Over the past two years, we have seen pensioners penalised for drinking cups of tea a bit too close to each other in their gardens, women fined for going for a walk in a reservoir slightly too far away from their homes, and we’ve seen more than 300 people charged by the police for being ‘potentially infectious’. Children were unable to visit their grandparents at care homes to share their last moments together. Families were separated from spending festive and religious periods together. I could go on. While the Government used the Public Health Act 1984 to implement many of the lockdown restrictions, the Coronavirus Act gave the Government similar extreme authoritarian powers.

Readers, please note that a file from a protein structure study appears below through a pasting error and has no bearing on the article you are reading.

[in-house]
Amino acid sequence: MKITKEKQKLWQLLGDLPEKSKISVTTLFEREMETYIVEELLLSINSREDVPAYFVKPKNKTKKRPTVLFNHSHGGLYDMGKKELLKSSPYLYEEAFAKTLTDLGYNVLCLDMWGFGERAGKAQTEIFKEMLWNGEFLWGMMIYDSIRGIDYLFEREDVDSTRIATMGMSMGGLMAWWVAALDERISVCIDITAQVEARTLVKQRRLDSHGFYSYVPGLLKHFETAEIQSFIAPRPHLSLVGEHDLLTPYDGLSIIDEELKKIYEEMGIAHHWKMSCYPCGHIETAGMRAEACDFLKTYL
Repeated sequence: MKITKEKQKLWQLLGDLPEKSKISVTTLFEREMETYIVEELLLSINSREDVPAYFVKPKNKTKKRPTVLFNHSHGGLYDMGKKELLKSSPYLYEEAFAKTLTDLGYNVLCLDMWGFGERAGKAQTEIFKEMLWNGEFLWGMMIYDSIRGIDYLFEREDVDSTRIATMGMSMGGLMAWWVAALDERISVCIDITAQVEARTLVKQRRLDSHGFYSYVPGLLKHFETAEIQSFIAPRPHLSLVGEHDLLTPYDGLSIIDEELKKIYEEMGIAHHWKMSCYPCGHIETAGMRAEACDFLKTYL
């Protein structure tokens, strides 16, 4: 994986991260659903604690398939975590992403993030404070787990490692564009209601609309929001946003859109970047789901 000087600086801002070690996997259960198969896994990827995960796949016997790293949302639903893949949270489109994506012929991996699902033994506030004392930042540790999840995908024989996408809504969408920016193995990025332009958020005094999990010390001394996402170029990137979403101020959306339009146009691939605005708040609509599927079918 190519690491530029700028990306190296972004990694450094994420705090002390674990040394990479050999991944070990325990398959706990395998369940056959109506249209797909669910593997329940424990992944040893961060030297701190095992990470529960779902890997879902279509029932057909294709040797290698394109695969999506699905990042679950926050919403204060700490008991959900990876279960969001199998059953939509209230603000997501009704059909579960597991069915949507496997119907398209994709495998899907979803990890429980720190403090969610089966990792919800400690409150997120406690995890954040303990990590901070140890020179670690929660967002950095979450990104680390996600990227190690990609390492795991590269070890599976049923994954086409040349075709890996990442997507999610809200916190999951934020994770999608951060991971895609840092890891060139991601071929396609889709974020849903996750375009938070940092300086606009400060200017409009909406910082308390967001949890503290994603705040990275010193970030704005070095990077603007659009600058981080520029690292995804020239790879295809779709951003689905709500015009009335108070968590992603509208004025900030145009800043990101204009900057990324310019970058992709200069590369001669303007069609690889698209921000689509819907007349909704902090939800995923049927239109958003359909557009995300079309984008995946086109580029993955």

From the very beginning of the pandemic, a public health emergency has been used to push through laws that bite at the very liberties we are so proud of here in the UK. I consistently warned against the risk to our civil liberties arising from the reams of guidance and regulations issued by the Government over the past two years and the powers in the Coronavirus Act.